• Constant clear discharge
  • A weakened immune system, asthma, or emphysema

Also, it’s imperative that you seek immediate medical attention if you’ve suffered any recent head injury.

Nasal congestion in infants and older children

Nasal blockage can be more of a health risk to infants than it is to older children and adults. Apart from interfering with infant feedings, a stuffed-up nose can lead to breathing problems that might be fatal. Nasal congestion may also inhibit the development of normal speech and hearing in children. For these reasons, it’s imperative that you contact your pediatrician the soonest possible if your child has a stuffy nose. In this way, your doctor can work together with you to determine the most appropriate treatment option for your baby.

Medical treatment

If you are suffering from chronic nasal blockage, your doctor will recommend a treatment plan once he/she has established the cause. Treatment plans will in most cases include prescription medications to help alleviate or resolve the symptoms.

The following are some of the medications used to treat long-lasting nasal congestion.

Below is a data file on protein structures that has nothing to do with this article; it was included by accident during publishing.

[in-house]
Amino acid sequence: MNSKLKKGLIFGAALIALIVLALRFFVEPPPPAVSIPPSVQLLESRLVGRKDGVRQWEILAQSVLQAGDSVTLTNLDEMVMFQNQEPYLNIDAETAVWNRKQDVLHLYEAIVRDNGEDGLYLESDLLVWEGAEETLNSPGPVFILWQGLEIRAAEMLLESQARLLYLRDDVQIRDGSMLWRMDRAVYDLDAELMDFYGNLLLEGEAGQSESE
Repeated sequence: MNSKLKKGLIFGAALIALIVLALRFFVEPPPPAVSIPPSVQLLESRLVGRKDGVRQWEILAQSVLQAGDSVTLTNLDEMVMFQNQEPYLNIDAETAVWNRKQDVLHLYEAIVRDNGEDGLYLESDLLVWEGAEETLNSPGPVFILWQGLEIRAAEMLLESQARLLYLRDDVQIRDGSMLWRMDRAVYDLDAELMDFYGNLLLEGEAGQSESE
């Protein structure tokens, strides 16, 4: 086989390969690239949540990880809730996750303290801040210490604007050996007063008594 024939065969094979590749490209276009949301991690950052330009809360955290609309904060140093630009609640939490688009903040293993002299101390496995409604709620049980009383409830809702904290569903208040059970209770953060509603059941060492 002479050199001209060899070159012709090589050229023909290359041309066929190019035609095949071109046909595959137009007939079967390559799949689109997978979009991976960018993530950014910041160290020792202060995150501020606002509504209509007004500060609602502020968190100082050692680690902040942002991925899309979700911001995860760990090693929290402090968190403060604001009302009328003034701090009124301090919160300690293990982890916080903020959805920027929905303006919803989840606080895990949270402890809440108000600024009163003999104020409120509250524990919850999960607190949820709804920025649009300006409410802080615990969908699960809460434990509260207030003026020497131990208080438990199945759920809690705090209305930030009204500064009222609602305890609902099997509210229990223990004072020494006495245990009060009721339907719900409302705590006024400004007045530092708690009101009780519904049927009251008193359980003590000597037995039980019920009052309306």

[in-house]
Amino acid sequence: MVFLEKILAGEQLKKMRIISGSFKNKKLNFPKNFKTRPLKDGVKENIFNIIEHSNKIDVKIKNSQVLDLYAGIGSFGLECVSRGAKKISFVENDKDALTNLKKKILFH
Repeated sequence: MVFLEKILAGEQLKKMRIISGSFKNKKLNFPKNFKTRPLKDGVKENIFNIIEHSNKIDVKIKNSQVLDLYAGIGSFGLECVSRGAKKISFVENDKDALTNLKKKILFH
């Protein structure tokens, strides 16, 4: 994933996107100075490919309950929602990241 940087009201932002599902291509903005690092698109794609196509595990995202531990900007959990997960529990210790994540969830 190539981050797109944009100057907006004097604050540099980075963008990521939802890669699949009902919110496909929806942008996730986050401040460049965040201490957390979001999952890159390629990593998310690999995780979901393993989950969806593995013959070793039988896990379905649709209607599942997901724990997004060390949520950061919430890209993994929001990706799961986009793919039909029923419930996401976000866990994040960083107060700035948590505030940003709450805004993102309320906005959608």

• Nasal sprays that contain antihistamines
  • Oral antihistamines for treating allergies
  • Nasal steroids
  • Antibiotics
  • Prescription or over-the-counter strength decongestants

Surgery might be the recommended form of treatment for patients who have nasal polyps or benign tumors in their nasal passages, or sinuses that keep mucus from draining out.


Nasal blockage is not likely to cause major health issues. With proper treatment, the symptoms don’t usually take long to improve.

Becker Ear Nose and Throat Center strives to provide specialized and personalize care to all patients. You deserve the best treatment and care that is tailored to your individual needs. With their internationally recognized doctors, you are assured of quality health care.

Flu season is well underway in most of the United States. Ensure you are diagnosing your illness correctly when comparing nasal blockage to the common cold or flu. Consider some of the remedies mentioned above to ensure you are staying ahead of the season and taking care of yourself!